• Joy is not the default emotion for everyone, either. In Riley's father, Anger is in control, and Sadness is in control of her mother. The "cool girl" has Fear as the main emotion, and the bus driver's emotions, aside from their colors, all look exactly like Anger.
  • There are currently two versions of the film's first official trailer, and there's only one major difference: In the UK version of the official trailer, the Dad's emotions were watching soccer, but in the US version, they were watching hockey.
  • This is the first Pixar film to have many sneak peeks and clips.
  • This is the second animated Disney movie that Mindy Kaling has worked on, first being Taffyta Muttonfudge in Wreck-It Ralph.
  • According to director Pete Docter, each emotion is based on a shape and what each emotion represents: Joy is a burst of energy/a star, Sadness is a teardrop, Anger is a firebrick, Disgust is a broccoli and Fear is a raw nerve, Pete Doctor says he loves broccoli too much, however.
  • Inside Out is the fourth Pixar film to receive a PG rating, right after Brave, Up and The Incredibles.
    • The movie has been rated PG for mild thematic elements and some action.
    • This is also the first PG-rated Pixar film to not feature any blood, which the other three films had.
  • In other countries, the film title is different:
    • Vice-Versa - France
    • Fun Mind (Divertida Mente) - Brazil
    • Intense Mind (Intensa Mente) - Mexico
    • The Great Team Inside Head头脑特工队 (Tóunǎo Tègōngduì) ) - China
    • Inside Head (インサイド・ヘッド (Insaido Heddo)) - Japan
    • Deep Inside (Inderst Inde) - Denmark
    • Reverse (Del revés) - Spain
    • Heart and Mind (قلباً وقالباً (Qlbaan Wqlbaan)) - Saudi Arabia
    • Turning Inside Head (Riddles) ( 腦筋急轉彎 (Nǎojīn jí zhuǎnwān) ) - China, Taiwan
    • My Head Does Not Fit (W Głowie Się Nie Mieści) - Poland
    • In My Head (У мојој глави (U mojoj glavi)) - Serbia
    • The Puzzle Emotions (Những mảnh ghép cảm xúc) - Vietnam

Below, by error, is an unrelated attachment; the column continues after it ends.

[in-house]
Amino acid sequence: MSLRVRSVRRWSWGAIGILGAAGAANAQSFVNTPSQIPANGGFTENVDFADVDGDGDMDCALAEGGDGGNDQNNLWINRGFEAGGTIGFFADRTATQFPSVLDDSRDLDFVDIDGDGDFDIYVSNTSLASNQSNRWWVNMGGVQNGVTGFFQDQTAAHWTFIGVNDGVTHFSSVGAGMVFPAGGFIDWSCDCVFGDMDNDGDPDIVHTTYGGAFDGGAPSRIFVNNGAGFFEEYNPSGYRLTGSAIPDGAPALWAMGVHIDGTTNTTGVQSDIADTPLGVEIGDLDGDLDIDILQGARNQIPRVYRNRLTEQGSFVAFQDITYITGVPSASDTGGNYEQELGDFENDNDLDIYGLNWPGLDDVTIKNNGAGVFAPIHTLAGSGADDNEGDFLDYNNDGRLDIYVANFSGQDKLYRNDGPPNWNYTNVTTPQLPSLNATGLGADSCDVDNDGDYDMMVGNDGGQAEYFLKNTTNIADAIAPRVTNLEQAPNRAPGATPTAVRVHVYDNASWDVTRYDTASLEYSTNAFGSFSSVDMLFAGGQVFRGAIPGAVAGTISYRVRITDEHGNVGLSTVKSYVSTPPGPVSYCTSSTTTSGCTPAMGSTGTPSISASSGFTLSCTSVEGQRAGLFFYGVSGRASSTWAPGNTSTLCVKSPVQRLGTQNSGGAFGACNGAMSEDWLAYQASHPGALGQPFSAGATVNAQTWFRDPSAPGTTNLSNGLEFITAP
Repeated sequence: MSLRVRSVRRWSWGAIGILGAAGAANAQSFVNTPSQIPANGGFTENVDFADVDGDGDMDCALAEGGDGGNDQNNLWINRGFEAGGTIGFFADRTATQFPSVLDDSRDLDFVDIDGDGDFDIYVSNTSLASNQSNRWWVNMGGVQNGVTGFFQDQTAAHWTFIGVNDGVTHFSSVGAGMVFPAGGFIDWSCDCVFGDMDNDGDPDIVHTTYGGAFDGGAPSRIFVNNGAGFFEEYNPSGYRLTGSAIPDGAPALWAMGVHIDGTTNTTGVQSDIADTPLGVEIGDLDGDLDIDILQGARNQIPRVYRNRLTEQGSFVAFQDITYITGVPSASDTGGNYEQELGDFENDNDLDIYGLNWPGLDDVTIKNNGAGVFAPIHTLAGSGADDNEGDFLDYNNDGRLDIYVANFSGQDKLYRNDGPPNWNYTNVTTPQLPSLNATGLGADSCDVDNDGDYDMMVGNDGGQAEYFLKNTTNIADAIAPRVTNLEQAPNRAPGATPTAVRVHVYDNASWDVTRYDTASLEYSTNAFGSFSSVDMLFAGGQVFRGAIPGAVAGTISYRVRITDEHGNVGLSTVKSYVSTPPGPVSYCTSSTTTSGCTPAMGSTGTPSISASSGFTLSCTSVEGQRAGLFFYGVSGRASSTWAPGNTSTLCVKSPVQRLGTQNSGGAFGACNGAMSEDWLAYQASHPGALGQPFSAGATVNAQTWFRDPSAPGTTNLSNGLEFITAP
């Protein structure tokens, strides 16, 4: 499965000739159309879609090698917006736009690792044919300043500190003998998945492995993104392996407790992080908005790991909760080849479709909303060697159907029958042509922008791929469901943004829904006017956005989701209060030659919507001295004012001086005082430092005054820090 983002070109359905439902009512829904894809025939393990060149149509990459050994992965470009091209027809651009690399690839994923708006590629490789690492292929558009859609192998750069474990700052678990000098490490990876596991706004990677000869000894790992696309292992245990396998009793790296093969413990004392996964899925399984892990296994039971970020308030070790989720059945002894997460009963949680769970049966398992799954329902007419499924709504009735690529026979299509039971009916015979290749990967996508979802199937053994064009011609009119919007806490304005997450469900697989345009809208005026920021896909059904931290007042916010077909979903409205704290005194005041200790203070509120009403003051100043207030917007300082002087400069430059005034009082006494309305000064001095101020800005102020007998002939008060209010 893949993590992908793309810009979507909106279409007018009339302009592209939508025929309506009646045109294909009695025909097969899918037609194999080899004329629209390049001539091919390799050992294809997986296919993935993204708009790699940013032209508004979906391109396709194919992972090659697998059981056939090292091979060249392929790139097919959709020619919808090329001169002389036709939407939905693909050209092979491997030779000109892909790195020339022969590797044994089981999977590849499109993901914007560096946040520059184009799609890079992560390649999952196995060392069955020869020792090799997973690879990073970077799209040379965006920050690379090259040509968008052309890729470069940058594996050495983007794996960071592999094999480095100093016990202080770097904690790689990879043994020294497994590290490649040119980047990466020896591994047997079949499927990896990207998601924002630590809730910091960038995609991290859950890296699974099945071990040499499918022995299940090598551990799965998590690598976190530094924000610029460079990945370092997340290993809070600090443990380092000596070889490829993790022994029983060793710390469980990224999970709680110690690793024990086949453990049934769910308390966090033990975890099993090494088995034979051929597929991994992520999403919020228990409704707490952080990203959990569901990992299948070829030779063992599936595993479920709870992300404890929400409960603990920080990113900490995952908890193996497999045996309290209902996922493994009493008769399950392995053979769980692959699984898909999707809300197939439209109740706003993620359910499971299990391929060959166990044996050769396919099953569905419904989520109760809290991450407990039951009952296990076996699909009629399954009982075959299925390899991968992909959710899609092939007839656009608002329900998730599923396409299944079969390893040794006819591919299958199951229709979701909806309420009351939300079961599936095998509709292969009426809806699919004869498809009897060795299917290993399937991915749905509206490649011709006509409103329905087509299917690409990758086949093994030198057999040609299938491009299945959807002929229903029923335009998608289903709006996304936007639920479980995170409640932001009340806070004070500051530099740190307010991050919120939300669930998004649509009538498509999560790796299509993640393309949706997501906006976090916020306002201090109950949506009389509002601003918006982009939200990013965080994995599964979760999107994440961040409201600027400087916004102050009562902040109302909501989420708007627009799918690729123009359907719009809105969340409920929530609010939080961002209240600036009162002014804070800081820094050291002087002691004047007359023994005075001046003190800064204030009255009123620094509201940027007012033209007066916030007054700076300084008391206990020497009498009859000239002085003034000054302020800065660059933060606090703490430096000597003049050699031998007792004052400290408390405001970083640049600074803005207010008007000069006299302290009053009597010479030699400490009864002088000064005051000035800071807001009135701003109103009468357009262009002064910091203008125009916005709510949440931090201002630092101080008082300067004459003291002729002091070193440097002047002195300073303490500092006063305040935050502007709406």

• Jigsaw (Головоломка (Golovolomka)) - Russia
    • Fantastic Emotional Turmoil (มหัศจรรย์อารมณ์อลเวง (Mh̄ạṣ̄crry̒ xārmṇ̒ xlweng)) - Thailand
    • Upside-Down (Întors Pe Dos) - Romania
    • Alles steht Kopf- German
    • The Voice in the Head - and a homophone of It's All in Your Head (הקול בראש) - Israel
  • The soundtrack for this film was released on June 16, 2015.
  • The writers considered up to 27 different emotions, but settled on five (Joy, Sadness, Disgust, Fear and Anger) to make it less complicated. Some of the particular emotions that ended up being cut included Surprise, Pride and Trust. Surprise was removed because Pete Docter thought the emotion was too similar to Fear.
  • In some countries, the movie was released one day early (June 18) before its release date.
  • On June 18, 2015, the YouTube channel CartoonHangover uploaded a video called "107 Pixar's Inside Out Facts YOU Should Know!" A lot of these facts in fact, came from this wiki and the Pixar wiki.
  • This is the first Pixar film to lack a concrete main antagonist. Anger, Jangles, and the Forgetters are the closest the film gets to having an antagonist, and even Joy herself shows shades of antagonism towards Sadness, but other than that, the film has no main villain.
  • A little interesting detail in the movie is that Riley and her Mom's vision from the inside is an oval-shaped screen, while Riley's Father is rectangle-shaped screen.
  • The Otherworldly Concerto part of "Grim Grinning Ghosts" is heard during Riley's bad dream about her new home.
  • When the story was being developed, it was originally going to be Joy and Fear who get lost in Riley's mind. According to the developers, they thought it was "like the funniest choice." But it was changed to Sadness because Pete Docter had a bad Train of Thought during a walk outside the studio.
  • A running gag that occurs in the film is that Anger is shown reading a newspaper with a headline that displays what's happening. Here are the known occurrences:
    • When young Riley refuses to eat her broccoli and her father says she must eat them if she wants dessert - "NO DESSERT!"